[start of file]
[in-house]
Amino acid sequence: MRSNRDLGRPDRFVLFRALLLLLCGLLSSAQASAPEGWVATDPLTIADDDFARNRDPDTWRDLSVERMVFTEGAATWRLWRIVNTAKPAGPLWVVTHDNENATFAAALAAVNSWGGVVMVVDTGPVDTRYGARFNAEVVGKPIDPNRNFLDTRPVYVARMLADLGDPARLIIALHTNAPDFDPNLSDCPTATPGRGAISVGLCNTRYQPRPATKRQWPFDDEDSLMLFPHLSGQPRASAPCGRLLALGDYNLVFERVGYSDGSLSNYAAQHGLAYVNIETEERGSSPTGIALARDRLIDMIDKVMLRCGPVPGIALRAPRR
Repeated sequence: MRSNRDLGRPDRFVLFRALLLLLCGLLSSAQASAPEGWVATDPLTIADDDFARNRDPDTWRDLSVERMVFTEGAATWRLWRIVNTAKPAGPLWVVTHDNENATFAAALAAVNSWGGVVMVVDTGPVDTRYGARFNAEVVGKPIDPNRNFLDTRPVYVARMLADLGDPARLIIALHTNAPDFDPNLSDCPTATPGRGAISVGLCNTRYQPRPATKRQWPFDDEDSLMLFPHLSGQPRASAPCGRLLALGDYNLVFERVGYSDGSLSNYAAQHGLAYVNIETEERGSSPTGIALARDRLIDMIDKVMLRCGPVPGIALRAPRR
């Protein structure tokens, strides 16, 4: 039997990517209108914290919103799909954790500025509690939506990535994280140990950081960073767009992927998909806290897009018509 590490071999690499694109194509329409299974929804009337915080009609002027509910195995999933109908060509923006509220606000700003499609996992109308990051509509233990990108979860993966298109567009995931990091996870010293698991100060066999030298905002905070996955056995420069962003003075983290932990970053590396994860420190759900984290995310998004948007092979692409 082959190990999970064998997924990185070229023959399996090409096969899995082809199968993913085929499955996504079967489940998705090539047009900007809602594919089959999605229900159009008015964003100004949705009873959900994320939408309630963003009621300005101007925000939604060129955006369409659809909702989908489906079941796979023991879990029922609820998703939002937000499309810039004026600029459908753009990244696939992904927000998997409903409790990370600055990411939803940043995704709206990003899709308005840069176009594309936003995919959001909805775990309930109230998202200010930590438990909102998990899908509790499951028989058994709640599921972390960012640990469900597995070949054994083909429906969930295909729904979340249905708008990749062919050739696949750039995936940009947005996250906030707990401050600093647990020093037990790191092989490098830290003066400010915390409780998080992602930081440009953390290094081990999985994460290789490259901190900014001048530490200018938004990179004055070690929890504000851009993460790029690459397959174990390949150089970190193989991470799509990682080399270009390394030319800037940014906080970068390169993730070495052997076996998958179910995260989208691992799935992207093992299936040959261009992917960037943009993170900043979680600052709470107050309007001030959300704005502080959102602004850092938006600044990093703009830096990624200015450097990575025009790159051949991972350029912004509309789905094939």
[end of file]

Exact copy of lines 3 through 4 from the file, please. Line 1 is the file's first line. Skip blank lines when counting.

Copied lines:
Repeated sequence: MRSNRDLGRPDRFVLFRALLLLLCGLLSSAQASAPEGWVATDPLTIADDDFARNRDPDTWRDLSVERMVFTEGAATWRLWRIVNTAKPAGPLWVVTHDNENATFAAALAAVNSWGGVVMVVDTGPVDTRYGARFNAEVVGKPIDPNRNFLDTRPVYVARMLADLGDPARLIIALHTNAPDFDPNLSDCPTATPGRGAISVGLCNTRYQPRPATKRQWPFDDEDSLMLFPHLSGQPRASAPCGRLLALGDYNLVFERVGYSDGSLSNYAAQHGLAYVNIETEERGSSPTGIALARDRLIDMIDKVMLRCGPVPGIALRAPRR
């Protein structure tokens, strides 16, 4: 039997990517209108914290919103799909954790500025509690939506990535994280140990950081960073767009992927998909806290897009018509 590490071999690499694109194509329409299974929804009337915080009609002027509910195995999933109908060509923006509220606000700003499609996992109308990051509509233990990108979860993966298109567009995931990091996870010293698991100060066999030298905002905070996955056995420069962003003075983290932990970053590396994860420190759900984290995310998004948007092979692409 082959190990999970064998997924990185070229023959399996090409096969899995082809199968993913085929499955996504079967489940998705090539047009900007809602594919089959999605229900159009008015964003100004949705009873959900994320939408309630963003009621300005101007925000939604060129955006369409659809909702989908489906079941796979023991879990029922609820998703939002937000499309810039004026600029459908753009990244696939992904927000998997409903409790990370600055990411939803940043995704709206990003899709308005840069176009594309936003995919959001909805775990309930109230998202200010930590438990909102998990899908509790499951028989058994709640599921972390960012640990469900597995070949054994083909429906969930295909729904979340249905708008990749062919050739696949750039995936940009947005996250906030707990401050600093647990020093037990790191092989490098830290003066400010915390409780998080992602930081440009953390290094081990999985994460290789490259901190900014001048530490200018938004990179004055070690929890504000851009993460790029690459397959174990390949150089970190193989991470799509990682080399270009390394030319800037940014906080970068390169993730070495052997076996998958179910995260989208691992799935992207093992299936040959261009992917960037943009993170900043979680600052709470107050309007001030959300704005502080959102602004850092938006600044990093703009830096990624200015450097990575025009790159051949991972350029912004509309789905094939």